Effect of a cocktail on diazepam absorption

David J. Greenblatt, Richard I. Shader, Daniel R. Weinberger, Marcia D. Allen, Dean S. MacLaughlin

Research output: Contribution to journalArticlepeer-review

28 Scopus citations


Six healthy male or female volunteers ingested a single 5-mg tablet of diazepam with a typical ethanol-containing cocktail (1.5 ounces of 80-proof vodka plus 4 ounces of orange juice plus ice) or with a similar ethanol-free mixture (4 ounces of orange juice plus ice) in the fasting state on two occasions separated by at least 1 week. Diazepam concentrations in multiple plasma samples drawn from 15 min to 24 h after each dose were determined by electron-capture gas-liquid chromatography. Mean values of pharmacokinetic variables for diazepam taken without and with ethanol, respectively, were: peak plasma diazepam concentration, 221 vs. 208 ng/ml; time of peak concentration, 0.79 vs. 1.79 h after dosing (P<0.1); apparent lag time prior to start of absorption, 16.5 vs. 26.2 min; apparent first-order absorption half-life, 19.3 vs. 34.6 min. The completeness of diazepam absorption, judged by the area under the 24-h plasma concentration curve, was nearly identical for the two conditions. Thus, coadministration of diazepam with the ethanol cocktail tended to slow the rate of diazepam absorption, but did not influence the completeness of absorption. Pharmacodynamic synergism of ethanol and diazepam, if it exists, cannot be attributed to enhancement of the rate or completeness of diazepam absorption.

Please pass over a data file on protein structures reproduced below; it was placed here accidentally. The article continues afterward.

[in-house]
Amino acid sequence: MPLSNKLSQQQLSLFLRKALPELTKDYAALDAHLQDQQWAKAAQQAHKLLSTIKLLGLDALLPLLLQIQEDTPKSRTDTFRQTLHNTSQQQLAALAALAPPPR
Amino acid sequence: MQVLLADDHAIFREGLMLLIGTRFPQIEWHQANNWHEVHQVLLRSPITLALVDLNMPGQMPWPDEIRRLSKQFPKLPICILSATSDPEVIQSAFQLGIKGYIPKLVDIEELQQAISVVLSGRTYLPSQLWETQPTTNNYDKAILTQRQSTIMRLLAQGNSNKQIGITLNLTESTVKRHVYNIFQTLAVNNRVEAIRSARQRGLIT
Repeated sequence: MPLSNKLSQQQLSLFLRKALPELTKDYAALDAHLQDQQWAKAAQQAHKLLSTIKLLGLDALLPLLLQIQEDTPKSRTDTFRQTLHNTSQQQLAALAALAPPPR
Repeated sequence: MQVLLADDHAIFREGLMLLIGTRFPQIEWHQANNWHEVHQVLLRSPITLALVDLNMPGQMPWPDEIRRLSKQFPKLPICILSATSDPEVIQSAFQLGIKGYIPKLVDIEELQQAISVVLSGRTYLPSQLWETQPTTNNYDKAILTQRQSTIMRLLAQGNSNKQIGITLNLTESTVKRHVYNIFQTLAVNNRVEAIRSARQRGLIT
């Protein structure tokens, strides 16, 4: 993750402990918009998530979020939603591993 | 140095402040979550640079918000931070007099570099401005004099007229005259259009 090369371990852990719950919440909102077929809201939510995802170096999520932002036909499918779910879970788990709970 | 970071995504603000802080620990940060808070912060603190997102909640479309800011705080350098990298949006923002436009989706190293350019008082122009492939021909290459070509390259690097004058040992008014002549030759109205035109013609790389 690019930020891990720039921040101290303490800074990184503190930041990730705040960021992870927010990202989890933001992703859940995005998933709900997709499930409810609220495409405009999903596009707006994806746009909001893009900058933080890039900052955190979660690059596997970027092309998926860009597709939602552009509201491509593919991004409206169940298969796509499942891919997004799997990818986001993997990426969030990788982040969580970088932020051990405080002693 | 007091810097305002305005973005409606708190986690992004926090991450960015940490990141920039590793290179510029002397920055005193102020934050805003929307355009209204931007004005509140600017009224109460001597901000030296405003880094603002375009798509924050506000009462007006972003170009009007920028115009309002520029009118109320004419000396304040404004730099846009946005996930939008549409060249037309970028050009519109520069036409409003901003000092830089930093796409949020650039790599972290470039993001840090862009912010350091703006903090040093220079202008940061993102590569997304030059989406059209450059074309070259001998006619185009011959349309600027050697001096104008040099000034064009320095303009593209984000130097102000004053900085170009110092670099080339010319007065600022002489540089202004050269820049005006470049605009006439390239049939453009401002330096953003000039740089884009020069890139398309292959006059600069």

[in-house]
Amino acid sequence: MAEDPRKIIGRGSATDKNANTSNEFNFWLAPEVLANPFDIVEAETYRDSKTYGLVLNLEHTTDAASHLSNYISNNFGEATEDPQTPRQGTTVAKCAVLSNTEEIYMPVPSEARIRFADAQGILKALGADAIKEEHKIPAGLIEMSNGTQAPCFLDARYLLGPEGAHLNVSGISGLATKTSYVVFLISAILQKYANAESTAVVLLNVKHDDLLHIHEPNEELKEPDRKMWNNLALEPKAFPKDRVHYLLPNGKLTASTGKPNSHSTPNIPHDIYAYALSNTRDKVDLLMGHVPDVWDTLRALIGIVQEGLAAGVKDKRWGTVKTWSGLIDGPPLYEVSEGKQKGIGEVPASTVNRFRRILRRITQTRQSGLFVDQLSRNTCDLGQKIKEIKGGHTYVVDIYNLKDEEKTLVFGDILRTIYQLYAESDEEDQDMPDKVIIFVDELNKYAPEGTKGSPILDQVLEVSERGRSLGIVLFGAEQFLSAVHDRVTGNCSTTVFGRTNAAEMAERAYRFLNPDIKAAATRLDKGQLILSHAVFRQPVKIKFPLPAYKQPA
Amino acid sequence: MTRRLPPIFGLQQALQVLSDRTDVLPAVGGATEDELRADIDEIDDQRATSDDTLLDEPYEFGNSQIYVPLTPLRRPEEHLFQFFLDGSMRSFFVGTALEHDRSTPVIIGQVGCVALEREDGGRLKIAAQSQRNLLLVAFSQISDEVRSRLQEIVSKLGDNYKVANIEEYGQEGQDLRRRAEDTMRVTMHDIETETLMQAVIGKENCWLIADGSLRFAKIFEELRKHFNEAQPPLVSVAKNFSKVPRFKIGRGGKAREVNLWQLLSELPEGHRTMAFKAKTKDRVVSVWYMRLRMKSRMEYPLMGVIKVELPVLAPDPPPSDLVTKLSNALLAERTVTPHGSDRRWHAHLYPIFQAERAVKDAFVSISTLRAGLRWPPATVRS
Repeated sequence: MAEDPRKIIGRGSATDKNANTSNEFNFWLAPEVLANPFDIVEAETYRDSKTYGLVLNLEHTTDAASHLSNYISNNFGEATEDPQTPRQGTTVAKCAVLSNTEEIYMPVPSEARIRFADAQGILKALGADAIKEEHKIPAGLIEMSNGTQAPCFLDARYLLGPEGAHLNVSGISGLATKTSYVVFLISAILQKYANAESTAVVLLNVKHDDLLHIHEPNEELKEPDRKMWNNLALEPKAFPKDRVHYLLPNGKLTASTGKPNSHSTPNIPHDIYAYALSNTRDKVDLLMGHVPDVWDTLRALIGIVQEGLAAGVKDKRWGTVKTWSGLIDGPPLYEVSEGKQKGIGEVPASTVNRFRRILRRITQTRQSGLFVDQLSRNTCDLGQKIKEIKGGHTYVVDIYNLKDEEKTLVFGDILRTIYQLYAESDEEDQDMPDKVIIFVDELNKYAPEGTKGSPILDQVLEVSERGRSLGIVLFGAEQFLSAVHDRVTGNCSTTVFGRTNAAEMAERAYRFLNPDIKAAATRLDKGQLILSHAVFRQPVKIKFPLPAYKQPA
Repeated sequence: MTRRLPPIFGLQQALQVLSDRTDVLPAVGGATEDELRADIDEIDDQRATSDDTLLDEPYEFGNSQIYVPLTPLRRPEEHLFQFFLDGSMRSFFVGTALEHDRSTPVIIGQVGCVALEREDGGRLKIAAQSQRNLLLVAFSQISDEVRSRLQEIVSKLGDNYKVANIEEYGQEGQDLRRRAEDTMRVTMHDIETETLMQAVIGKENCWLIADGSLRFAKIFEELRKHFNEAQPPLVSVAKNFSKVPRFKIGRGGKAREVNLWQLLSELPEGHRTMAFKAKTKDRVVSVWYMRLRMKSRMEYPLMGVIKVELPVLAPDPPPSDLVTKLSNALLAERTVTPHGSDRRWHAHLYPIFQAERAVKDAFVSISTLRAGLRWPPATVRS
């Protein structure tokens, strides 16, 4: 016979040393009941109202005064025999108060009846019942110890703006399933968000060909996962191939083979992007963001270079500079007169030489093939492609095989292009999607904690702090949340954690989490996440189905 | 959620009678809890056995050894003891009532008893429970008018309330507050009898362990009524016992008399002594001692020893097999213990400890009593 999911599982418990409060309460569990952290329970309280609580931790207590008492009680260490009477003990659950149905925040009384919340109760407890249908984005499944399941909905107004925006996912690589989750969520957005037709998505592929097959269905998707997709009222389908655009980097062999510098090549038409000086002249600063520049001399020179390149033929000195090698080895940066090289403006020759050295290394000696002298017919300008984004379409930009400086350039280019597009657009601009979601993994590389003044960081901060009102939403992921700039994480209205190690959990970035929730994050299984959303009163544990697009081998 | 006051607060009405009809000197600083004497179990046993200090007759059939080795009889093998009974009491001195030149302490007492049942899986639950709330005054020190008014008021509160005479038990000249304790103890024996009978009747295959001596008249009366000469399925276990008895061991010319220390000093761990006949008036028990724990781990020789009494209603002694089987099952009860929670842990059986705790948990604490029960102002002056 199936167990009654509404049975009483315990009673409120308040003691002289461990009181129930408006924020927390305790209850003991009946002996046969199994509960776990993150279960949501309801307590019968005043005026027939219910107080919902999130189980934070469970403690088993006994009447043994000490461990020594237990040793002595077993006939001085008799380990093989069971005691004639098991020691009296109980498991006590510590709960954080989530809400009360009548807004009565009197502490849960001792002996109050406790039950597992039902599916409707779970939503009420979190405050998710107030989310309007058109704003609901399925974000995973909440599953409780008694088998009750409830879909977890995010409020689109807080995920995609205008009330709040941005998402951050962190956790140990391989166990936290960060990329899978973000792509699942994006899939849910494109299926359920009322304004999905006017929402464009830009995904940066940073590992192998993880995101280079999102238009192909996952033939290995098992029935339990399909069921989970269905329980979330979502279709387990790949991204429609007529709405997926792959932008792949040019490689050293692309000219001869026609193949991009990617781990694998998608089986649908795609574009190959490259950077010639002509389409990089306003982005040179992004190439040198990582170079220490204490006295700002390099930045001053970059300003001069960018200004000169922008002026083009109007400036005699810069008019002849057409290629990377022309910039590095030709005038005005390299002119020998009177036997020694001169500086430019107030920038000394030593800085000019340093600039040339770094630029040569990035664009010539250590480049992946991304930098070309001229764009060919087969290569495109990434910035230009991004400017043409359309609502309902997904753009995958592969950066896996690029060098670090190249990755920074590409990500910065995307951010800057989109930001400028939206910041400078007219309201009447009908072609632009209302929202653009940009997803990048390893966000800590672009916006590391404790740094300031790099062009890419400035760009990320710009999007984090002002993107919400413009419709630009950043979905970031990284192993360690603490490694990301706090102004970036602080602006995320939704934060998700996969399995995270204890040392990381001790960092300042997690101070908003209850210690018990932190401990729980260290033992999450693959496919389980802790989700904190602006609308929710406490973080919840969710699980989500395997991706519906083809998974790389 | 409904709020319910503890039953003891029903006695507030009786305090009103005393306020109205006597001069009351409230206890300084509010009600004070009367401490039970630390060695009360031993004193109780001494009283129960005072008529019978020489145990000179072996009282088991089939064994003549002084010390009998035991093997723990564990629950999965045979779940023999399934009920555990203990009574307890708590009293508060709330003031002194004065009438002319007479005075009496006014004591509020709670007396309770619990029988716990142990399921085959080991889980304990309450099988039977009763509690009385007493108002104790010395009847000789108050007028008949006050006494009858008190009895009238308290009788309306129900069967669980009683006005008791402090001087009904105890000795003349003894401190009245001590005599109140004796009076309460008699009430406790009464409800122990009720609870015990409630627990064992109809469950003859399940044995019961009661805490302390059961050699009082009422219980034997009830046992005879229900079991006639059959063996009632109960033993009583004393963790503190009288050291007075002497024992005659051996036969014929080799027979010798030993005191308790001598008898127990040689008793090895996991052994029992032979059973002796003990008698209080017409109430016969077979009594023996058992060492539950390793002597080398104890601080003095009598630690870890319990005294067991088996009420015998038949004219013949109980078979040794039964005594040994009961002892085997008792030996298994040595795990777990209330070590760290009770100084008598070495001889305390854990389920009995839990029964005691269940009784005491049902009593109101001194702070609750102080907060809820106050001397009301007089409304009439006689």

Original languageEnglish (US)
Pages (from-to)199-203
Number of pages5
Issue number2
StatePublished - Jan 1 1978
Externally publishedYes


  • Benzodiazepines
  • Bioavailability
  • Diazepam
  • Drug absorption
  • Drug interactions
  • Ethanol
  • Pharmacokinetics

ASJC Scopus subject areas

  • Pharmacology


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